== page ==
• Allen, David L. Lukan Authorship of Hebrews. NACSBT 8; Nashville: B&H Academic, 2010.

Joseph “Barnabas”: a Levite from Cyprus who had the nickname “son of consolation” (Acts 4:36; cf. Hebrews 13:22) and was active on Paul’s missionary travels. He also seems to have taken a more conservative line in the dispute over mixed table fellowship, perhaps part of the underlying split between Paul and Barnabas/John Mark as well, but they may have subsequently reconciled (Acts 4:36-37; 9:27; 11:22, 25-26, 29-30; 12:25-13:5, 43, 46, 50-51; 14:12-20; 15:2, 12, 22-26, 35-39; 1 Corinthians 9:6; Galatians 2:1-14; Colossians 4:10-11). There are some early church traditions in support of this position. This might explain the Pauline features and the focus on the temple cult, but the text is anonymous and we do not have any other writings from Barnabas with which to compare.

  • De Boer, E. A. “Tertullian on ‘Barnabas’ Letter to the Hebrews’ in De pudicitia 20.1-5.” Vigiliae Christianae 68.3 (2014): 243-63.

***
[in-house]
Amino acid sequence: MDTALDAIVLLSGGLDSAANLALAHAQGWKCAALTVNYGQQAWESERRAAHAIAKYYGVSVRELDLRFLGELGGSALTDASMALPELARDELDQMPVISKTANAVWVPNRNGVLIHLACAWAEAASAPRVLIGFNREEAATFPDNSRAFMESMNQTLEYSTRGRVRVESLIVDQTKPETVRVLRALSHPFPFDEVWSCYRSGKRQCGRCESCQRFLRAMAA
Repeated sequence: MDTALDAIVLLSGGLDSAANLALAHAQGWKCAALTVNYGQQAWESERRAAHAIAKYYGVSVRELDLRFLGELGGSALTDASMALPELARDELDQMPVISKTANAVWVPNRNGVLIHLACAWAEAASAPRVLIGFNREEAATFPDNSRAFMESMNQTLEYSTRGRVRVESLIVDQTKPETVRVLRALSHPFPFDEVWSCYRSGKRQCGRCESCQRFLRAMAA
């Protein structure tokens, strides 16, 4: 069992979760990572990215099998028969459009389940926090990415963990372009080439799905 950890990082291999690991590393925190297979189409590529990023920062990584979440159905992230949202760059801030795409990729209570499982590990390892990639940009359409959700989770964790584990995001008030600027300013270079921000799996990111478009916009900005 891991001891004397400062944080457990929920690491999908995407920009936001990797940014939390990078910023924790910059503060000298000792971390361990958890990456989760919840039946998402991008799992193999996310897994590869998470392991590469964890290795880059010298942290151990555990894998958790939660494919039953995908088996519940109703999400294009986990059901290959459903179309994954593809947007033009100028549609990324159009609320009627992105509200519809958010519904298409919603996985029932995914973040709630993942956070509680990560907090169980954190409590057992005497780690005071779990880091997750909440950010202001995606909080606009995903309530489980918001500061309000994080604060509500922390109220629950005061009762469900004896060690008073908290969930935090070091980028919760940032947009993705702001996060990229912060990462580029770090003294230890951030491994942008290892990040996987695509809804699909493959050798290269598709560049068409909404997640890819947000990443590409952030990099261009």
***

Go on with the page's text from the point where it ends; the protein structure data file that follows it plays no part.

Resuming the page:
Apollos: Apollos was a Jewish intellectual from Alexandria who was described as eloquent of speech and who ministered in Ephesus and Corinth; Paul addressed the disunity that formed among the Corinthian congregations after one of the factions claimed to be loyal to Apollos (Acts 18:24-19:1; 1 Corinthians 1:12; 3:4-6, 21-22; 4:6; 16:12). This suggestion about the authorship of Hebrews goes back to the Protestant Reformer Martin Luther, but there are no early church traditions to support it. It could explain the Pauline features, the letter’s facility in Greek and rhetoric, the use of the Septuagint, and the parallels with other Alexandrian thinkers (e.g. Philo of Alexandria). However, the text is anonymous and we do not have any other writings from Apollos with which to compare.